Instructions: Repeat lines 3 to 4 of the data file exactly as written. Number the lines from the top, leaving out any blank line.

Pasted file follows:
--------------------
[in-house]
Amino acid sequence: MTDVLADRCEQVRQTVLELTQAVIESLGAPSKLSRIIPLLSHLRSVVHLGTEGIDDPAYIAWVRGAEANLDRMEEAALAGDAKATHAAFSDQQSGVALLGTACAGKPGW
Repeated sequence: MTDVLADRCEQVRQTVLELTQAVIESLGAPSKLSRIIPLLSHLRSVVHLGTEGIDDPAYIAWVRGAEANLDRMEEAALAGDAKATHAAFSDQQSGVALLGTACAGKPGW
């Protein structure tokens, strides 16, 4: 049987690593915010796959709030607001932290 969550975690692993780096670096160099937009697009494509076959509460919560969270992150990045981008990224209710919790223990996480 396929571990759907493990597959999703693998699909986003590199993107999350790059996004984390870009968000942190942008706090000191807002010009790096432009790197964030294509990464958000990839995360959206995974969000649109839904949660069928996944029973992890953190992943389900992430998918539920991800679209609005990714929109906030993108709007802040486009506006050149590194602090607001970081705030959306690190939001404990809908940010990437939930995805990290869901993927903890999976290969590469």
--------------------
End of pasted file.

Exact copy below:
Repeated sequence: MTDVLADRCEQVRQTVLELTQAVIESLGAPSKLSRIIPLLSHLRSVVHLGTEGIDDPAYIAWVRGAEANLDRMEEAALAGDAKATHAAFSDQQSGVALLGTACAGKPGW
């Protein structure tokens, strides 16, 4: 049987690593915010796959709030607001932290 969550975690692993780096670096160099937009697009494509076959509460919560969270992150990045981008990224209710919790223990996480 396929571990759907493990597959999703693998699909986003590199993107999350790059996004984390870009968000942190942008706090000191807002010009790096432009790197964030294509990464958000990839995360959206995974969000649109839904949660069928996944029973992890953190992943389900992430998918539920991800679209609005990714929109906030993108709007802040486009506006050149590194602090607001970081705030959306690190939001404990809908940010990437939930995805990290869901993927903890999976290969590469």